Fly fishing made easy in the headwaters of the Connecticut River.
Story and Photograph by Kirk Kardashian
All of my best memories of fly fishing are huddled in a corner of my mind where I stow all things West. On the Henrys Fork River in Idaho, I caught loads of breaching five- to eight-pound rainbow trout feasting on salmonflies as long as your thumb. On the Teton River, also in Idaho, a guide named Skip pointed from our drift boat to a large rock in the water, which he called the Cutthroat Hotel. “Cast your line in front of that rock and I guarantee you’ll get one,” he said. I did. It went like that all day: point, cast, catch. It was almost easy.
When I was looking for a similar experience closer to Vermont, where I live, I sought advice from my friend Ron Rhodes, a part-time fishing guide and a river steward for the Connecticut River Watershed Council. “Lopstick,” he said without hesitating. He meant the Cabins at Lopstick in Pittsburg, New Hampshire. I promptly reserved a cabin and booked a day of fishing in mid-June with the head guide, Bill Bernhardt.
Lopstick is way up in the northern corner of the Granite State, near the headwaters of the Connecticut River. Discerning East Coast fly fishers are drawn there for what they call the trophy stretch. It’s 2.3 miles of fly fishing only. Since the river usually runs at 150 cubic feet per second, the trophy section is easy to wade. Scores of pools, eddies, and riffles hold vigorous rainbows, browns, and brookies. But the real secret to the stellar fishing is the cold tailwater that feeds the river from the bottom of the First Connecticut Lake Dam. Even in August, when other New England rivers run warm and languid, the Upper Connecticut flows strong and cool. Bugs like that. And so do fish.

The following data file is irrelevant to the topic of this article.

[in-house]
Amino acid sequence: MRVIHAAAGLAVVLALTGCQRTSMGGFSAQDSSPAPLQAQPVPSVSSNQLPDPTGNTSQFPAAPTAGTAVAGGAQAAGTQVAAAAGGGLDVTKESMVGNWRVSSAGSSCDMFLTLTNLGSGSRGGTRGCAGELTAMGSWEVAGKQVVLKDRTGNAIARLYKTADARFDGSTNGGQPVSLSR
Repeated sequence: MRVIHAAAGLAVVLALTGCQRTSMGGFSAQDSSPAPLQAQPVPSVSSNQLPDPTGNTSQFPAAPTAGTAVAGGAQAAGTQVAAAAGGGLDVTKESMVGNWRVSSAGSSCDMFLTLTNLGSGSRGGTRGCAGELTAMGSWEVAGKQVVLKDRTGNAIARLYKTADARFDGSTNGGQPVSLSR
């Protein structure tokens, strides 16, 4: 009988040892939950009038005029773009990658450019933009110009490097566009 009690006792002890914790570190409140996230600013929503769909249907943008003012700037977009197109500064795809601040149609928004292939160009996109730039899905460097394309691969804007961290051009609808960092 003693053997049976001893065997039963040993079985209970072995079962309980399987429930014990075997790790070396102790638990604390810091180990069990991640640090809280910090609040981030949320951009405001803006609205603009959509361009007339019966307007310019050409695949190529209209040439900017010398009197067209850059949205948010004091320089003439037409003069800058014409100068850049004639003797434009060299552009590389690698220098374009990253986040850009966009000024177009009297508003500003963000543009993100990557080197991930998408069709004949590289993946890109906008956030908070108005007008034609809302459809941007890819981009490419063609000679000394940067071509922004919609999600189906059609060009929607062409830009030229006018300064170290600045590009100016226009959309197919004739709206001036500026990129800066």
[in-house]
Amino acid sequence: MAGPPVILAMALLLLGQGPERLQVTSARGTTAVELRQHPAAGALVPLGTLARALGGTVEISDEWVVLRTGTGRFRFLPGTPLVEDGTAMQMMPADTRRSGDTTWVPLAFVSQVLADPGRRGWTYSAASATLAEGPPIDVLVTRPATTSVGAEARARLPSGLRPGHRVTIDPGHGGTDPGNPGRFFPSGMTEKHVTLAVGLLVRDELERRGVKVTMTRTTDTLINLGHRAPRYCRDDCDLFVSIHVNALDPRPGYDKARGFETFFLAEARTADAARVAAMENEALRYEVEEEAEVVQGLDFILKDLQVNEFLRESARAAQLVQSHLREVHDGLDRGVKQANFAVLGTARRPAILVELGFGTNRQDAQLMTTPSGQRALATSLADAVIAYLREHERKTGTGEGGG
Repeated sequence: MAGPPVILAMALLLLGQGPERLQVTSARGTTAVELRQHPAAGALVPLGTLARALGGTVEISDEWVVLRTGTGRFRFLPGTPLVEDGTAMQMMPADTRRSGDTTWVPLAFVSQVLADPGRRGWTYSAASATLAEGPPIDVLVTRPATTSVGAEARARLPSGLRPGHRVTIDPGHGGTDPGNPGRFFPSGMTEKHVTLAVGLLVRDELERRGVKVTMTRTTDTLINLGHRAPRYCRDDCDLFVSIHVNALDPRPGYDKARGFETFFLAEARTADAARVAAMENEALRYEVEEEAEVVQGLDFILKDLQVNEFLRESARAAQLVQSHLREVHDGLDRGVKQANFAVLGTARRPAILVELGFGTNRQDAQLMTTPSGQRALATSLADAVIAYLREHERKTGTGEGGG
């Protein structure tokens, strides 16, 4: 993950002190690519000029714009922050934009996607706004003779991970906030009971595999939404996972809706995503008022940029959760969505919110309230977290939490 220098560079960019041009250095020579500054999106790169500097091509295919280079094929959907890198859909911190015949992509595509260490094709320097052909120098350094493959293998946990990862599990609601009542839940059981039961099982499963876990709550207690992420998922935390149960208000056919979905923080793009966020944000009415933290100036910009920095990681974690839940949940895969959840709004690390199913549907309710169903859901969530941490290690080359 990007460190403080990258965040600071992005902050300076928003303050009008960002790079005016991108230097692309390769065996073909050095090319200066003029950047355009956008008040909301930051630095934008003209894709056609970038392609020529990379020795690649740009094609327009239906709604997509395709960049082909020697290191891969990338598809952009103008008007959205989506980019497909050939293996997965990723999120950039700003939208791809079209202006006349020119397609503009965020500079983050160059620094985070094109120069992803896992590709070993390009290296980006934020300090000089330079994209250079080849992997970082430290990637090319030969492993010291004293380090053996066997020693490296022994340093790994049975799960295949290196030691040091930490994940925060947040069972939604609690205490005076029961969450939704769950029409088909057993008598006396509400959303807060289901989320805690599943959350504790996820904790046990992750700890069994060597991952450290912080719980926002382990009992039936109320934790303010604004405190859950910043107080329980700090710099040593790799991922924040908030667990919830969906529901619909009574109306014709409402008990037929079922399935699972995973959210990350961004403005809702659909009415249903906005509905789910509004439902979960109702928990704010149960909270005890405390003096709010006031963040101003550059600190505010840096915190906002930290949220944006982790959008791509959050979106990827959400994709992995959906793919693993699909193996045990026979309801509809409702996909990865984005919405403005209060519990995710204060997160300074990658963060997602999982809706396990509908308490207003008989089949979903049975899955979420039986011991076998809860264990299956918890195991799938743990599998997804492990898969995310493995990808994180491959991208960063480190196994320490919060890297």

The tailwater theory held true on my trip. Water temperatures hovered near 50 degrees. Bernhardt started us on the aptly named dam pool just below the lake. I could see promising fishing everywhere: boulders, sluice-like runs, channels. Within 10 casts, I hooked into a healthy rainbow, and then another. Later, we drove downstream and bushwhacked to a tighter, more technical part of the river. Casting into a suddenly pouring rain, I caught a bantam wild brook trout that fought like a middleweight.
We finished the day hunting one big fish gulping mayflies in the slack water near downtown Pittsburg. I made cast after cast, some of which Bernhardt said were nearly perfect. I never got him, but I did catch another nice fish in the process. Like the Idaho of my memory, it was almost easy.
If you go: The Cabins at Lopstick range from $99–$279 per night. There’s a fly fishing shop on premises with a full guide service for wading or drift boat trips. cabinsatlopstick.com
From the Summer 2014 issue.